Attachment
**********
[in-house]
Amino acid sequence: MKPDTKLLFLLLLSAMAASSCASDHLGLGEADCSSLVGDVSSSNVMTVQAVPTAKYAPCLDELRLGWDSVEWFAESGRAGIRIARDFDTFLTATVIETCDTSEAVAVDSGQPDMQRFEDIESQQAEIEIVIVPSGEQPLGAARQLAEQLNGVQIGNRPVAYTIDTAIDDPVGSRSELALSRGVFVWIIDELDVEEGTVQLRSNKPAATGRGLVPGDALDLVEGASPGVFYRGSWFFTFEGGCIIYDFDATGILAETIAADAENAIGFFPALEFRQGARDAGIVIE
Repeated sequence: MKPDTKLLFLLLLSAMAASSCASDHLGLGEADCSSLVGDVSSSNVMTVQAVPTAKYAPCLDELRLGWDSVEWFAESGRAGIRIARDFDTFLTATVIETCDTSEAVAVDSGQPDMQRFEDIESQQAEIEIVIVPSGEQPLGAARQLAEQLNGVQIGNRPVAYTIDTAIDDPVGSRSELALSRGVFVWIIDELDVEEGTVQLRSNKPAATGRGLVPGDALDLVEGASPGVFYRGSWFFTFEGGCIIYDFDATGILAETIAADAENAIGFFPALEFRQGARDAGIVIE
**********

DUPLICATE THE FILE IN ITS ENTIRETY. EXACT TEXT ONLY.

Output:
[in-house]
Amino acid sequence: MKPDTKLLFLLLLSAMAASSCASDHLGLGEADCSSLVGDVSSSNVMTVQAVPTAKYAPCLDELRLGWDSVEWFAESGRAGIRIARDFDTFLTATVIETCDTSEAVAVDSGQPDMQRFEDIESQQAEIEIVIVPSGEQPLGAARQLAEQLNGVQIGNRPVAYTIDTAIDDPVGSRSELALSRGVFVWIIDELDVEEGTVQLRSNKPAATGRGLVPGDALDLVEGASPGVFYRGSWFFTFEGGCIIYDFDATGILAETIAADAENAIGFFPALEFRQGARDAGIVIE
Repeated sequence: MKPDTKLLFLLLLSAMAASSCASDHLGLGEADCSSLVGDVSSSNVMTVQAVPTAKYAPCLDELRLGWDSVEWFAESGRAGIRIARDFDTFLTATVIETCDTSEAVAVDSGQPDMQRFEDIESQQAEIEIVIVPSGEQPLGAARQLAEQLNGVQIGNRPVAYTIDTAIDDPVGSRSELALSRGVFVWIIDELDVEEGTVQLRSNKPAATGRGLVPGDALDLVEGASPGVFYRGSWFFTFEGGCIIYDFDATGILAETIAADAENAIGFFPALEFRQGARDAGIVIE